Samari Curtis sounds more interested in improving his game this summer than figuring out where he will take it in 2019.
In an interview Monday, he said the Musketeers have remained in touch while Dayton, Cincinnati, Louisville, Missouri and Indiana are also recruiting him.
That’s not a top six, though.
Curtis says he doesn’t have one of those.
He’s not in a rush to commit again, but he didn’t rule out making a decision soon, either.
“I’m gonna make the decision when I feel the time is right for me,” he said. “It doesn’t really matter. If I find the perfect program tomorrow or two months from now, that’s when I’m going to commit.”
Curtis and several other Dayton-area standouts are playing together for C2K Elite on the AAU circuit this spring and summer, and he said he’s enjoying the experience.
“Everything’s going good this summer. I’ve just been working a lot and my coach is pushing me a lot, so that’s all I can ask for,” he said.
After leading the GWOC in scoring the past two seasons, there are few questions about Curtis’ ability to put the ball in the basket.
The 6-foot-4 four-star prospect said he is trying to develop every part of his game this summer with an eye on a different role in college.
“My best role to me is point guard,” Curtis said. “Most of the colleges want me to play point guard. My size makes me look like I play off the ball, but I’m more of a point guard than anything.”
He may have some work to do to make that a reality.
Brian Snow, a recruiting analyst for 247Sports, said he still sees Curtis as a pure shooting guard.
“I saw Samari this past week in Atlanta and he played well,” Snow said Tuesday. “In the two games I saw, he especially shot the ball well, and he shows significant potential as a defender as well as with his ability to get to the rim.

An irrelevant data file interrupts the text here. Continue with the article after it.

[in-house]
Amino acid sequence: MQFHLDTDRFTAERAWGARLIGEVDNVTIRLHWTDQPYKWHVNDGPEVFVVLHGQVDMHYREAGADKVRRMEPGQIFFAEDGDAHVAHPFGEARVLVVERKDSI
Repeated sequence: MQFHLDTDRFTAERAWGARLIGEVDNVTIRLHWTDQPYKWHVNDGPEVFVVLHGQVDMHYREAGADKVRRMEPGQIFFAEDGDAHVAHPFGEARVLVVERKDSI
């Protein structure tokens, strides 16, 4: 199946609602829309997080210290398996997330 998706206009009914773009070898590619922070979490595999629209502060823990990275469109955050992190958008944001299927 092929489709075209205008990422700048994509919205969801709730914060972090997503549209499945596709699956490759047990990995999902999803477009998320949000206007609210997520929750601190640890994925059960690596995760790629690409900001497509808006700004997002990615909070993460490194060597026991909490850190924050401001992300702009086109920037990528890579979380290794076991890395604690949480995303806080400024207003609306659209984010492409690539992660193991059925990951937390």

“Right now his game is much more suited to being a secondary ball-handler who is a scorer first and makes plays from the wing as a scoring guard as opposed to a floor general who dominates the ball and is asked to run a team.”
While Curtis is unquestionably The Man when he dons the Blue and White at Xenia, he is surrounded by talented players who can score on his AAU team (including Trotwood-Madison’s Amari Davis, Springfield’s RaHeim Moss and former Sidney standout Andre Gordon).
C2K Elite coach Quincey Simpson can also offer some personal expertise when it comes to becoming a college point guard. His son, Zavier, is the starter at that position at Michigan (though Curtis and the younger Simpson have different types of games).
“He’s always getting on me. I like it,” Curtis said of the elder Simpson. “He’s just always getting on me about little stuff a point guard has to do to be good at the Division I level, so I’m just taking it all in and using it every game.”
There are two more events left for C2K Elite this summer — one in Grand Rapids this weekend and the UAA Finals in Las Vegas the weekend after that — then Curtis can begin to look ahead to his senior season at Xenia.
The Buccaneers went 11-12 last season against a brutal schedule, and Curtis is sure to be the focal point again this fall for his last go ‘round in X-town.
“We were doing good and then I got a concussion so that kind of ruined our momentum,” Curtis said of last season, when he averaged 30.4 points, 5.2 assists and 4.9 rebounds per game.
“I feel like this year I won’t have to worry about injuries so we should have a good year. I just know we’re gonna shock a lot of people.”